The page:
She’d been so busy working on her Dallas event for Holiday Travel; she never took the time to have lunch. She skipped lunch many times and worked straight through the day. She was dedicated to her job and her career. What a fool she’d been! It didn’t matter to her company. Not one bit. They completely managed to get the work of two people out of her for the price of one. They weren’t the fools in this one, she was. At her next job, she was going to take lunch every day, no matter what.

The strawberry margarita was cool and refreshing. The first one was gone along with half of the chicken and she was halfway finished with her second drink. Well, she hadn’t eaten all day after all. The bartender asked if she would like another drink. She looked up at him, trying to concentrate on what he was saying. It had gotten very loud. She looked around the bar and realized it was almost full except for the bar stool next to her. The bartender was still waiting for her answer. She nodded. What the Hell. It was only two drinks and she had eaten so she should be okay to have another one.

Music was now playing and the lights were lower. She noticed people were out dancing and having a good time. Must be nice.

“Would you like to dance?”

Her mind was clouded, but she thought someone was talking to her. Something about dancing? She looked up to see a breathtakingly handsome man waiting for her reply.

“It’s only a dance.”

“Uh, oh sure.” I don’t have anything to lose, do I? She got up off the stool and swayed slightly. Then walked to the dance floor with him following.

She danced and moved her body to the beat of the music, swinging her hips seductively and tossing her long blond hair from side to side. She looked up at him and smiled. He was just under six feet tall, trim and fit. His body glowed with a natural tan from the sun. He grinned down at her with appreciation as he watched her dance. She moved closer to him dancing even more seductively than before.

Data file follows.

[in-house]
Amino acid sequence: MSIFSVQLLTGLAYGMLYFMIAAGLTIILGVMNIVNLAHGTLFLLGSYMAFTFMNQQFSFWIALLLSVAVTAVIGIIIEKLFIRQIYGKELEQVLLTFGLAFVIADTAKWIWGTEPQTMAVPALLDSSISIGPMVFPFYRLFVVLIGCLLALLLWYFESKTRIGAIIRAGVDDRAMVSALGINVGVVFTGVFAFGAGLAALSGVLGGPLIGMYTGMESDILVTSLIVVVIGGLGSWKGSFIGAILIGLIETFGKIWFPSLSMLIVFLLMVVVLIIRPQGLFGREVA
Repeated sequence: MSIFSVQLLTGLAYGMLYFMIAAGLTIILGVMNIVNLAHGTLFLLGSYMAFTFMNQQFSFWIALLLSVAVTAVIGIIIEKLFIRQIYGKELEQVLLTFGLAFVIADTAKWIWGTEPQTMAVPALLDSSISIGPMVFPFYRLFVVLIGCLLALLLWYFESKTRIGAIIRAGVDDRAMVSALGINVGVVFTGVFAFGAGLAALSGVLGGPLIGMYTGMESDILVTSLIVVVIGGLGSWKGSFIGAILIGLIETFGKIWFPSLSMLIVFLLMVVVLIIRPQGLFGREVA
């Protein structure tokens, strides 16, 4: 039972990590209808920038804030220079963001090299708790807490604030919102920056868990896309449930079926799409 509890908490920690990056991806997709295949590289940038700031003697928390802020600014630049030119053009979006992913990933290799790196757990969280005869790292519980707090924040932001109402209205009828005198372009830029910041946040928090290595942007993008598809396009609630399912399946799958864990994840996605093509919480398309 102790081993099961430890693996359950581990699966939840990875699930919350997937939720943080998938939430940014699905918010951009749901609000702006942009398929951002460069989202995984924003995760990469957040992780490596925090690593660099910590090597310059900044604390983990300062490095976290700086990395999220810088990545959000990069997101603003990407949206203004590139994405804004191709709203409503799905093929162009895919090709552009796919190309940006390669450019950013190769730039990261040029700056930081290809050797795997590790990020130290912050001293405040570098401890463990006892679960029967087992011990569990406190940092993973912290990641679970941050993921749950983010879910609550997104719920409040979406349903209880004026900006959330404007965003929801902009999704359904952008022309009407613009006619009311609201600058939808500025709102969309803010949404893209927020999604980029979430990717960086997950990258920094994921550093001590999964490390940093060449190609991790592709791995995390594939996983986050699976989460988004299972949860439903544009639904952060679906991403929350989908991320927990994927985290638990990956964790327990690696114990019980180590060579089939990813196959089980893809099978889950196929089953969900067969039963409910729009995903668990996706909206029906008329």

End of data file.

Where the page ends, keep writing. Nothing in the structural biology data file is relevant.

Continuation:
The dancing proved to be the right thing. It made her forget about her problems and allowed her body to relax, of course the alcohol probably helped, too. They danced to a couple of songs and then headed back to the barstools.

“Sorry, I didn’t introduce myself, I’m Kal,” he said extending his hand.

“Shana,” she said shaking his hand.

“Mind if I join you at the bar?” he asked.

“No, of course not.”

“I’d order you a drink but it looks like you’re set,” he said looking at two strawberry margaritas in front of her.

“Happy hour.” She always hated this part, trying to make conversation with a stranger. He certainly was good looking, unfortunately, that usually meant he either had a girlfriend or didn’t want one. You could tell he worked out by the muscles in his arms and his flat stomach. His hair was coal black, cut in a short business style, and his eyes were baby blue. Hell he probably had women falling at his feet to get dates with him. What was he doing talking to her? Probably was having an off night and wanted to score tonight for a one-night stand. Well, he just may be in luck. One-night stands were not her style, in fact, she’d never had one, nonetheless, tonight she just didn’t really care. If she ever needed to be close to someone, it was tonight. The thought of being held in his arms, even for a few hours was immensely appealing. She was jumping the gun though, because he hadn’t actually hinted towards sleeping with her at all, yet she sure as hell was thinking about it.

“So what do you do?” he asked.

“I’m in advertising,” she answered, not exactly lying yet not actually getting into the truth of the matter that as of today she didn’t have a job. “And you?” she countered to take the focus off her.

“I’m in the medical field,” he said not really offering more. “This is a good song. Would you like to dance again?”

“Sure,” she answered, getting up off the stool. It was a slow one. Usually she didn’t dance slow ones with strangers, however she didn’t want to talk about jobs and she wanted to feel his hard body pressed against hers.